We talked about the powers for a while. We actually talked about whether or not these would be my powers in the feature. I won't give you too much information about that because the feature is very much a secret. Stephen, Jeff and I all feel very strongly that people reveal too much in trailers and press releases. For the short film, you meet my character and find out he's living with his brother and his grandmother. He had a lot of bills and he has a lot of weight on his shoulders. He's really trying to scrape by. Aaron and my character are doing some day labor work, trying to make a little money and we get stiffed. It's kind of the last straw for him. He does something stupid and ends up having a run-in with Sung Kang's character, who is a cop who handles Code 8s.
With Stephen, you and Sung Kang on board, viewers expect a certain level of action. How did you approach that element?
It has to be very contained, and we wanted it to feel real. Although we're making a movie about people with superpowers, we wanted it to feel as realistic as possible. We are all huge fans of "Flash" and "Arrow," as well as the bigger ones like "Avengers" and "X-Men." We wanted this to feel more like "End of Watch" with superpowers, not even quite as big as "Chronicle." No huge, massive city destruction scene at the end of the movie. We wanted this to be as if people had real powers, what would happen in the world we live in? We had to take a few liberties like creating the Guardian Program, which are the robotic agents you see in the trailer. We wanted to keep the action as grounded as possible. There is action in the short film, but it's done in a very grounded way.
Shorts often provide promising springboards for feature films, but too often they fizzle from a thin plot. What's the secret to expanding "Core 8's" core concept and keeping it engaging?
The nice thing is we've had the time to develop it. We shot it in August of last year. We've been thinking about the feature film since then. The other thing is we talked about adapting it as a TV series because we have so much to pull from. We've created what we think is a very interesting world to take place in. There are a lot of stories. I don’t want to get too into the story because we don't want to spoil anything, but Jeff and Chris have been working on it non-stop. They have some really fantastic ideas. We have some really talented people to work around. Getting to work with Sung Kang is awesome. Jeff, Stephen and I are huge fans of his. Stephen and I getting to work together – We get to play on that. Ultimately, you never know if it will work.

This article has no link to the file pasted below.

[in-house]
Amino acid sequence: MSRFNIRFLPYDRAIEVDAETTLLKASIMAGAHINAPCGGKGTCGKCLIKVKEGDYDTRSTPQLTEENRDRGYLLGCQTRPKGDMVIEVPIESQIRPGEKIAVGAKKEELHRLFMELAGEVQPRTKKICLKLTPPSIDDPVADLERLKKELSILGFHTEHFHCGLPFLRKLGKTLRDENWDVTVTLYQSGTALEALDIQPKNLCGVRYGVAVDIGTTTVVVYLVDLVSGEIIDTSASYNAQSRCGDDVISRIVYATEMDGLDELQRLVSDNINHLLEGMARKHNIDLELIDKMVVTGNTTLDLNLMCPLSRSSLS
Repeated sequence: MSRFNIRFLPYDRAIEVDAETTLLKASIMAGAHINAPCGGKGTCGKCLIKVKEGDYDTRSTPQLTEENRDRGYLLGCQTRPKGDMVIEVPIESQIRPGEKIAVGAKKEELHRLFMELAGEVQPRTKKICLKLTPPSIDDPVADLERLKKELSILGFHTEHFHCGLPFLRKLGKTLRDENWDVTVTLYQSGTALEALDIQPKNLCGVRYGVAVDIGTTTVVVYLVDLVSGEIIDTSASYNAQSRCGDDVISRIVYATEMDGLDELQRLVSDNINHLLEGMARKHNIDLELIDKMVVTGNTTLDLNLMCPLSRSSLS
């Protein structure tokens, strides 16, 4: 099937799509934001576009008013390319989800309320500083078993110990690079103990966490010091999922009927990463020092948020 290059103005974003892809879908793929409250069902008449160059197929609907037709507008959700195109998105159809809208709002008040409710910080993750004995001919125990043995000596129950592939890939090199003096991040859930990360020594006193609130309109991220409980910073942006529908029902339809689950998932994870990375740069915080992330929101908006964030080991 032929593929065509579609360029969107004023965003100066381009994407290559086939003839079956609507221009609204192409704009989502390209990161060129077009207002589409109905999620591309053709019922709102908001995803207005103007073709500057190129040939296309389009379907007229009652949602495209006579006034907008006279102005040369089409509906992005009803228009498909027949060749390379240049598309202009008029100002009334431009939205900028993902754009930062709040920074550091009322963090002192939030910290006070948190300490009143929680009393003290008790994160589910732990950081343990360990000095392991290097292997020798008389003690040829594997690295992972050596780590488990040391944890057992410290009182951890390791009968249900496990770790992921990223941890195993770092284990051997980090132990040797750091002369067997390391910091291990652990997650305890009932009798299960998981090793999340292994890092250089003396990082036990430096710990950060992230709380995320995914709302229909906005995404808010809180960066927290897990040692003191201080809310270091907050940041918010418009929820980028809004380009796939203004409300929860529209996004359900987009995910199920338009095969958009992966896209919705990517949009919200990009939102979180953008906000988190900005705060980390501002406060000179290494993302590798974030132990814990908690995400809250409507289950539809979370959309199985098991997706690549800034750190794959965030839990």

We just wanted to make something that we were proud of. I'm really excited about it. Jeff has said it's the most proud he's been of anything he's made and I've really enjoyed some of the work Jeff has done. I'm proud to have produced it and to be starring in it. I think it's something people will be pumped to get behind and be a part of.
Besides acting in "Code 8," you are producing it as well. Why was that an important step and what did you enjoy about wearing more than one creative hat?
It's very stressful; we put our own money into it. There was nobody to blame and nobody to fall back on. It was all on us. But the nice thing about that is the creative control. We got to make all the decisions. We get to make a project we can say, "If it works, we did that. If it didn't work, there's nobody to blame but us." Having seen the final cut, I'm very proud to be part of it. If I hadn't produced it, I'd be very proud to be a part of it. I won't take a lot of credit for that. Jeff and Chris and Stephen – we all put a lot of time and effort into this.
Lastly, Firestorm creator Gerry Conway praised "The Flash" and "Legends of Tomorrow's" interpretation of the character. As a comic book reader yourself, how does it feel to get that kind of feedback?
That's super-cool. I didn't know he said that. That means a lot. I appreciate you telling me. It's been a privilege to play that character. I'll play him as long as "The Flash" will have me back and let me.